Nora Dominick ’17 / Emertainment Monthly Staff Writer
“It’s an opera for beggars. So enjoy!” shouts F. Murray Abraham, beginning this quaint Off-Broadway production of Threepenny Opera.
The Threepenny Opera opened its doors on April 7, 2014 at the Atlantic Theatre Company in NYC. The musical was originally a German musical with music by Bertolt Brecht and composer Kurt Weill. The original production was adapted from an eighteenth century English ballad opera, John Gay’s The Beggar’s Opera. This production breathes new life into the Marc Blitzstein translation of the piece, which originally premiered in 1954 at the Theatre de Lys, renamed the Lucille Lortel Theatre, in NYC. The current production is headed by director/choreographer Martha Clarke who is known for her work in theatre, dance, and opera.
Threepenny Opera tells the story of the charismatic and manipulative Macheath “Mack the Knife” (Michael Park) and his exploits in nineteenth century London. The three-act musical begins when Macheath marries the beautiful Polly Peachum (Laura Osnes). The marriage displeases her father (F. Murray Abraham) and her mother (Mary Beth Peil), who control the beggars of London. Mr. and Mrs. Peachum devise a plan to catch Macheath and have him hanged, which creates tension with Polly. The entirety of the show revolves around the quest for Macheath and his relationships with Polly, his girlfriend Lucy (Lilli Cooper), and the prostitute he visits frequently, Jenny (Sally Murphy). The production makes a comment on the corrupt society of nineteenth century London. The show runs around two hours, which is a bit long for the production. By the middle of the third act, the storylines seem lengthy. With musicals today, audiences tend to become bored easily and in this production certain scenes could have been left out.
In a cast filled with play and musical veterans, the talent drives the show. At the head of the production comes F. Murray Abraham, a stage extraordinaire. He has a laundry list of stage credits including A Midsummer Night’s Dream, The Merchant of Venice and Othello. In Threepenny Opera he perfectly portrays the sleazy but lovable Mr. Peachum. In one breath, Abraham makes the audience question his morals and in the next you feel compassion for him when he tries to protect Polly. Abraham’s character also acts as the show’s narrator.
The next major player in the production is Michael Park. Park brings new life into the iconic role of Macheath. His booming voice commands the small Linda Gross Theatre. Park is another veteran to the stage. He most recently was seen in the 2011 revival of How to Succeed in Business Without Really Trying opposite Daniel Radcliffe. He brings the same powerful voice that commanded an enormous Broadway stage to this quaint production. Another incredible performer in Threepenny Opera is Laura Osnes. Coming off her Tony Award Nominated performance in Rodger and Hammerstein’s Cinderella, she quickly shifts gears to the love-struck Polly Peachum. Osnes’ operatic, soprano voice fits perfectly into this opera especially when she performs “Barbara’s Song.” Osnes has stripped away Cinderella and now wanders the dark and dirty streets of London. Her performance as Polly and Park’s performance as Macheath perfectly fit together and create a beautiful and extremely talented pair.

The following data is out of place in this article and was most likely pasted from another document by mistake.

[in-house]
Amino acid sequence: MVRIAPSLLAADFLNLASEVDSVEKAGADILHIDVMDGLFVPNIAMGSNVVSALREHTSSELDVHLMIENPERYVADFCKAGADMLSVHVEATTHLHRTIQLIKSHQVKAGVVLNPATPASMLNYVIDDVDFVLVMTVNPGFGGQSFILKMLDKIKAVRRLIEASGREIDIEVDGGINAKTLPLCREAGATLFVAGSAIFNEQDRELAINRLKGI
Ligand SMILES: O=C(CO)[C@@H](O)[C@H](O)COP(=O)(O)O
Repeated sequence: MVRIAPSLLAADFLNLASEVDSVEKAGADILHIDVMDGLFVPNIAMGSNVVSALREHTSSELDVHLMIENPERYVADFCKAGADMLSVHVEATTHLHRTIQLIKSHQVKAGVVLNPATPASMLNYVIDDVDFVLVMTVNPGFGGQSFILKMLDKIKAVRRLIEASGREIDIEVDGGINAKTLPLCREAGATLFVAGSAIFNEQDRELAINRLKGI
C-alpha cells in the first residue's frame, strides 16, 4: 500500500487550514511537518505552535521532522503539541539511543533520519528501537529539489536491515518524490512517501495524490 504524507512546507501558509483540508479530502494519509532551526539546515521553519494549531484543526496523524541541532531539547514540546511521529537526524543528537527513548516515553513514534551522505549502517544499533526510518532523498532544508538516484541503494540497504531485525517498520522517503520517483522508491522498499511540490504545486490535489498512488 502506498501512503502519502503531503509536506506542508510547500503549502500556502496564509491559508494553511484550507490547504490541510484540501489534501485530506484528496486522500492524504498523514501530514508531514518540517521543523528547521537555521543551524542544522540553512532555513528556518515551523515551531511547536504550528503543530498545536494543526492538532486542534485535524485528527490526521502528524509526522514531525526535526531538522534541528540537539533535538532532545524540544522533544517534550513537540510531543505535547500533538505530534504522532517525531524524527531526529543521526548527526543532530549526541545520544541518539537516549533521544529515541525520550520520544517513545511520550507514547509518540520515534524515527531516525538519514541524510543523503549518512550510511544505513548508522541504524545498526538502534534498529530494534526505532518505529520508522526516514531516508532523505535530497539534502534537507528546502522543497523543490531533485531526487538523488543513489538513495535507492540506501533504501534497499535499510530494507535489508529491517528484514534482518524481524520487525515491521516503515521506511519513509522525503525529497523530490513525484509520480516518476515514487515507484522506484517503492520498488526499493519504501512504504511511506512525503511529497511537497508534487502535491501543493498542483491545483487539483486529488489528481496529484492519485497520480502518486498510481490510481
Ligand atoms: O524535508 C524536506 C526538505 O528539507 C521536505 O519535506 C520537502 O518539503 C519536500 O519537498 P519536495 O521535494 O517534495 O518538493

Although Abraham, Park, and Osnes are the three major stage veterans in the show, the real standout comes in Sally Murphy’s performance of Jenny. Murphy manages to portray the life-worn character with ease. Between her exceptional voice and her incredible acting, Murphy steals Act II and Act III of Threepenny Opera. She performs the song “Pirate Jenny” (a song by Polly in the original) with great emotion. Her shining acting moment comes when she sells out Macheath to the police after Mrs. Peachum offers her money. Jenny may be a prostitute but Murphy portrays her as a young woman who wants a better life for herself. Murphy’s performance is one for the ages and is the standout in Threepenny Opera.
The re-imagining of the musical is being housed at the Linda Gross Theatre, which is a perfect match for this dark and intimate show. The theatre is located in an old church that has been converted into a small black box theatre. The minimalistic set pieces and props add the theme of the show being an opera for beggars. The set up of the orchestra is very unique. The seven-piece orchestra is positioned in a small cut out in the set. Although the orchestra plays the music extremely well with the distance between the audience and the orchestra it was sometimes hard to hear the music.
Between the stunning performance by Murphy and the re-imagined design of this opera, Threepenny Opera is something you do not want to miss. The musical runs until May 11th, so reserve your tickets soon so you can catch the Off-Broadway hit of the 2014 season!